UAW Local 4811 Considers Strike Vote Over UCLA Protest Crackdown

UCLA police dismantled a pro-Palestinian protest encampment, resulting in violent clashes and arrests, including UAW 4811 members. In response, the union is set to hold a strike authorization vote, potentially affecting 50,000 academic workers across 10 California universities.

author-image
Mahnoor Jehangir
New Update
UAW Local 4811 Considers Strike Vote Over UCLA Protest Crackdown

UAW Local 4811 Considers Strike Vote Over UCLA Protest Crackdown

The United Auto Workers (UAW) Local 4811, representing nearly 50,000 academic researchers and postdocs across 10 public universities and one laboratory in California, is set to hold a strike authorization vote as early as Monday in response to the University of California, Los Angeles (UCLA) administration's handling of a pro-Palestinian protest encampment on campus. The move comes after police in riot gear dismantled the encampment in the early hours of May 2, 2024, resulting in violent clashes and arrests, including those of UAW 4811 members.

Why this matters: The potential strike by nearly 50,000 academic workers in California could have far-reaching implications for higher education and the ongoing debate over free speech and political activism on university campuses, influencing the balance of power between administrators and students. This incident also highlights the growing tensions on college campuses nationwide over the Israel-Palestine conflict, which may lead to similar protests and crackdowns in the future.

The pro-Palestinian encampment had been set up for days, blocking a main stairway into the Royce Quad. Protesters used barricades, tents, and gazebos to fortify their position. The university declared the encampment unlawful at 6 p.m. the previous day, and police moved in at 3 a.m. on May 2, using flashbangs to subdue the protest. Several hundred California Highway Patrol officers arrived on campus in buses around 5:30 a.m., and clashes between police and protesters broke out shortly after.

The union's executive board has condemned the university's use of violent force and failure to protect pro-Palestinian students and employees from counter-protesters. In an email to union members, the board stated, "Management has employed police violence or allowed violence to be used against students, faculty and academic workers exercising their right to free speech... The use and sanction of violent force to curtail peaceful protest is an attack on free speech and the right to demand change, and the university must sit down with students, unions and campus organizations to negotiate, rather than escalate."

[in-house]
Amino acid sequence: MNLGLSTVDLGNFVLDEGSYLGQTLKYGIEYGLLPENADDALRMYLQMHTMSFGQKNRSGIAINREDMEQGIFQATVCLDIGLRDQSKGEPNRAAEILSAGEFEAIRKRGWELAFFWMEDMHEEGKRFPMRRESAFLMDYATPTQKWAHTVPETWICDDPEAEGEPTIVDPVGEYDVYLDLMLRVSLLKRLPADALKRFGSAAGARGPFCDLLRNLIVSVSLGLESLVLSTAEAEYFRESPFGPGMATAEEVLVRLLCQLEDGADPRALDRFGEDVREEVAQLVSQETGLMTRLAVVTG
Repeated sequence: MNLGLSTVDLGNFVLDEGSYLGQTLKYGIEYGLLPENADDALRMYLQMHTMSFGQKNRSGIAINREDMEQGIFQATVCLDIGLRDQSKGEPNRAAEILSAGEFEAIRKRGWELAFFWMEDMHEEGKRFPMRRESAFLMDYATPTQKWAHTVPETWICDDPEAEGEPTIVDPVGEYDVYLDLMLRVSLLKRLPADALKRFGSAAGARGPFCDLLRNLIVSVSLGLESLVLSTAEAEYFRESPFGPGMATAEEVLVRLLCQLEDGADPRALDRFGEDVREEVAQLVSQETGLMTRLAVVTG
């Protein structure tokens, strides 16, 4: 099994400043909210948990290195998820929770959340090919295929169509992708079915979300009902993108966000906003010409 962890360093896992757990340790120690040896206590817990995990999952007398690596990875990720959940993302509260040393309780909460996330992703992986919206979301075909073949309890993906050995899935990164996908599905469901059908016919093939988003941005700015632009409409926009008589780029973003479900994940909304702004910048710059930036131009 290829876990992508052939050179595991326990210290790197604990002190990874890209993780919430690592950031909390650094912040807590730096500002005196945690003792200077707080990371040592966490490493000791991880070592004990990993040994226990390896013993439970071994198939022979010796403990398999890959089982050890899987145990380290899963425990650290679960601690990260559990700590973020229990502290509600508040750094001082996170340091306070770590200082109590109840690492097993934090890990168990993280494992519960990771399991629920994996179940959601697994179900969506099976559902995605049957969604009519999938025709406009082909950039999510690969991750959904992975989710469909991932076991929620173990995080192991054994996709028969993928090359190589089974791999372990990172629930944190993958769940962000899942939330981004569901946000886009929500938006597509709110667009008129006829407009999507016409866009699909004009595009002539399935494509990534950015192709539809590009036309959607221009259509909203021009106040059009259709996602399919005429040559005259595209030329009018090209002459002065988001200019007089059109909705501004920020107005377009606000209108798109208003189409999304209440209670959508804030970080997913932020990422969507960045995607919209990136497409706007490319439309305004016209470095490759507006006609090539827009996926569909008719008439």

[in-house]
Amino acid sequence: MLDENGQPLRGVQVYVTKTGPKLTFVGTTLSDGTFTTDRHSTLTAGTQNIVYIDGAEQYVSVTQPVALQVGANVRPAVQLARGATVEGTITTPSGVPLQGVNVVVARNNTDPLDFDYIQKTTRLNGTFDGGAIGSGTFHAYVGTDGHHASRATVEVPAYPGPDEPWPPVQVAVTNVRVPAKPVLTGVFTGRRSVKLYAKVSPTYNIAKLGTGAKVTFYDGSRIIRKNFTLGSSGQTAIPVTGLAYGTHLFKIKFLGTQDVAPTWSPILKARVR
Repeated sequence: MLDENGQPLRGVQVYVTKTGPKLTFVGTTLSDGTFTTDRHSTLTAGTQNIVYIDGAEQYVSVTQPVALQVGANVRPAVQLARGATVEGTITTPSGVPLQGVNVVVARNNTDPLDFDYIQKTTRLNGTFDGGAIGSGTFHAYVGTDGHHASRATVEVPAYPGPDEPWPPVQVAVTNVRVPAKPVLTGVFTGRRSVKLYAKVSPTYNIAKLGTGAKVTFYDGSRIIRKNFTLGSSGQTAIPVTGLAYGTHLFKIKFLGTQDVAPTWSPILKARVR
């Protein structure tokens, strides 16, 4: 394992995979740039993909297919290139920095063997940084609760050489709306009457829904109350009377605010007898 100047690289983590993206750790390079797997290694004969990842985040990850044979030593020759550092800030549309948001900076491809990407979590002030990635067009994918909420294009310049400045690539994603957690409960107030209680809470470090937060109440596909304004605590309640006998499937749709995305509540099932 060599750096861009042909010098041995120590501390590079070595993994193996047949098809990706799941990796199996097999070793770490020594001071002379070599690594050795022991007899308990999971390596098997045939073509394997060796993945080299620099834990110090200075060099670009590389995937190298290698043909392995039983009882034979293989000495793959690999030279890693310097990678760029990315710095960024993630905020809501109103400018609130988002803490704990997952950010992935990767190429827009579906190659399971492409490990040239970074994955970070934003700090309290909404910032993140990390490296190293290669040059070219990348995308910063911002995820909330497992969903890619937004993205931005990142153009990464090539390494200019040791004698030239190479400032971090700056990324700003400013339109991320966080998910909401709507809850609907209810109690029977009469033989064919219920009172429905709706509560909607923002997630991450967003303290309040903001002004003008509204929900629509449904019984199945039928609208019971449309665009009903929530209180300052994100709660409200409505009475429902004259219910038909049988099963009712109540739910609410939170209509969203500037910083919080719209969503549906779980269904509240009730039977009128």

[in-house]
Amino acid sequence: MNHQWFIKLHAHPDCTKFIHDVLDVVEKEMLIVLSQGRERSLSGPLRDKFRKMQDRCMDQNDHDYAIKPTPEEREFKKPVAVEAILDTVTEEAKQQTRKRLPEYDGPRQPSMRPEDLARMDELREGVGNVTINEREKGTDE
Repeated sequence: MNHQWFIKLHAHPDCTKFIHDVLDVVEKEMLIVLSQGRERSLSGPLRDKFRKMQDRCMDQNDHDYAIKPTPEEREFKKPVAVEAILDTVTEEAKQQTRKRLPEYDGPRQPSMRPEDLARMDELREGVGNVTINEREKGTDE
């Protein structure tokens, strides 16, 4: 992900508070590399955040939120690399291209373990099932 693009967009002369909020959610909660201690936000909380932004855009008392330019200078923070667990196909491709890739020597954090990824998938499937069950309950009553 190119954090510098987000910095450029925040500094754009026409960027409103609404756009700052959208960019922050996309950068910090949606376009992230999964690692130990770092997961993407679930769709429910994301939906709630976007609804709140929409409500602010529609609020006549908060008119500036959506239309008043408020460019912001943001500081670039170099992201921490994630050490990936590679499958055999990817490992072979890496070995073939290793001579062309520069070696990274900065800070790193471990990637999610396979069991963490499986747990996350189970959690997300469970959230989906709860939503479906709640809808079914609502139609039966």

Rafael Jaime, UAW 4811 co-president, took to social media to express his outrage, saying, "Dozens of my coworkers and I were physically attacked and maced by outside agitators while the university stood idly by. This escalation will not stand-our union will take swift and decisive action." The union also criticized the university's decision to tear down the encampment using flash bang grenades and rubber bullets, tweeting, "[The university] had the option to deescalate and negotiate with the protestors, but it chose instead to tear down the Palestine Solidarity Encampment using flash bang grenades and rubber bullets."

In response to the unrest, UCLA announced that classes would be remote learning only for the next two days because of the "EMERGENCY ON CAMPUS" and advised students to avoid the Dickson Court Royce Quad area. LA City Controller Kenneth Mejia urged UCLA to do more to protect students, saying, "We urge ULCA City leaders to protect students, not do more harm."

The strike authorization vote, if approved, would give the union the power to call a strike if the university "curtails the right to participate in protected, concerted activity; discriminates against union members or political viewpoints; and creates or allows threats to members' health and safety, among others." UAW President Shawn Fain emphasized the union's stance, stating, "The UAW will never support the mass arrest or intimidation of those exercising their right to protest, strike, or speak out against injustice."

The potential strike action by UAW 4811 comes less than two years after the historic 2022 strike by academic workers, which was the largest in the history of American higher education. That strike delayed final exams and brought the majority of research to a halt. As tensions continue to escalate on college campuses nationwide over the Israel-Palestine conflict, the impending possibility of a strike by nearly 50,000 academic workers in California could have far-reaching implications for higher education and the ongoing debate over free speech and political activism on university campuses.

Key Takeaways

  • UAW Local 4811 to hold strike authorization vote over UCLA's handling of pro-Palestinian protest.
  • Police in riot gear dismantled the encampment, resulting in violent clashes and arrests.
  • Union condemns university's use of violent force and failure to protect pro-Palestinian students.
  • Potential strike by 50,000 academic workers could impact higher education and free speech debates.
  • Strike authorization vote could give union power to call a strike if university curtails union rights.